I still love the freedom of discovering parts of my story as I go, but having a basic outline and overall plan keeps me on track and helps me intelligently build the tension and character development into the story as I go.  I can go deeper with my world and characters because I’m not struggling to figure out where I’m even going, not worrying about whether I’m lost or on the right track.  I know my basic track, and then I just twirl and skip a little bit as I move down it… to keep it fun.    All the best parts of my stories come to me as  I write, but without that basic guide of an outline, I end up dead-ended before that free-wheeling creativity can even really stretch its wings.

So, now back to the turkey…

When I cook (in general, but also with turkeys)… I follow the recipe carefully up to a point.  When I hit the point where I’m like “Yeah, I got this,” then sometimes I become a little bit of a renegade.  “One teaspoon rosemary? Nah, we’re doing two.”   “4 hours in the oven?… Doesn’t quite look done.  Let’s do 30 minutes more.”

But here’s the point… I can do this because I know how rosemary tastes on a turkey, and I know what a turkey looks like when it’s done.  When I first started cooking turkeys, I didn’t.  And that was totally okay, because turkey-cooking is a learned skill and I was learning.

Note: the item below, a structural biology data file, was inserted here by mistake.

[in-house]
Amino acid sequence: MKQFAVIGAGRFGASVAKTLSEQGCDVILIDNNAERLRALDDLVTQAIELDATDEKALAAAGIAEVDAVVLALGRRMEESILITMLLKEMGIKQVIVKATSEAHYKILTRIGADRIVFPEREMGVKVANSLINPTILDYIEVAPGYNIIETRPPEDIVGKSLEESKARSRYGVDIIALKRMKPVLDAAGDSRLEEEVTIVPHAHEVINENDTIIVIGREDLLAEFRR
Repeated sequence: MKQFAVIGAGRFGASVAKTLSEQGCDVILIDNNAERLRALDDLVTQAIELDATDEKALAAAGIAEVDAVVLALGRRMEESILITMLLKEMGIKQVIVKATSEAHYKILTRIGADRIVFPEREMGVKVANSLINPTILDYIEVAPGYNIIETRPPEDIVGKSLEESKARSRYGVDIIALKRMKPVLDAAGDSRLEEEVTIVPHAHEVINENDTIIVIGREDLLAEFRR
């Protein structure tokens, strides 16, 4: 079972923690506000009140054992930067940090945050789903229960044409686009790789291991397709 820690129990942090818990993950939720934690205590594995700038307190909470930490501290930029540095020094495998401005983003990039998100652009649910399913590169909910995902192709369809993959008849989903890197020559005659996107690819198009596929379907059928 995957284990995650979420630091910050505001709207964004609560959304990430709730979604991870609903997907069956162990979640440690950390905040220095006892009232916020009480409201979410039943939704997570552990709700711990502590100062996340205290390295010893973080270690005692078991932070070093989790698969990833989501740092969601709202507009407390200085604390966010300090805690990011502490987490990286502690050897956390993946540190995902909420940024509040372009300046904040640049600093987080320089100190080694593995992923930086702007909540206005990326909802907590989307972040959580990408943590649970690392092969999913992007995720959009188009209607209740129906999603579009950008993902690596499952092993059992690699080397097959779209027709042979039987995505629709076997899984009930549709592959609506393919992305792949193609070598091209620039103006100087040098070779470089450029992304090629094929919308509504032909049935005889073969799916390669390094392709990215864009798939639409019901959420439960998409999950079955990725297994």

There is never shame in learning.  Be where you are, own it, but push yourself to be better.  Always.  No matter who you are, or where you are in the process.

Plotting and outlining are tools.  They will not make you a good writer… but they can help show you some basic expectations for what makes a strong story.  They can keep you on track.   When I first began outlining, I thought I had to be exact with hitting all the plot points from various 3-Act Structures… here’s the secret:  you don’t have to be perfect.   You can throw in paprika with your rosemary, or add 30 minutes to the cooking time… whatever your story needs.  But if you don’t know how to tell if your story is on the right track… or whether it’s done… or if it’s any good… then your outline can help guide you.

Just like that Googled turkey recipe kept me from burning down my kitchen.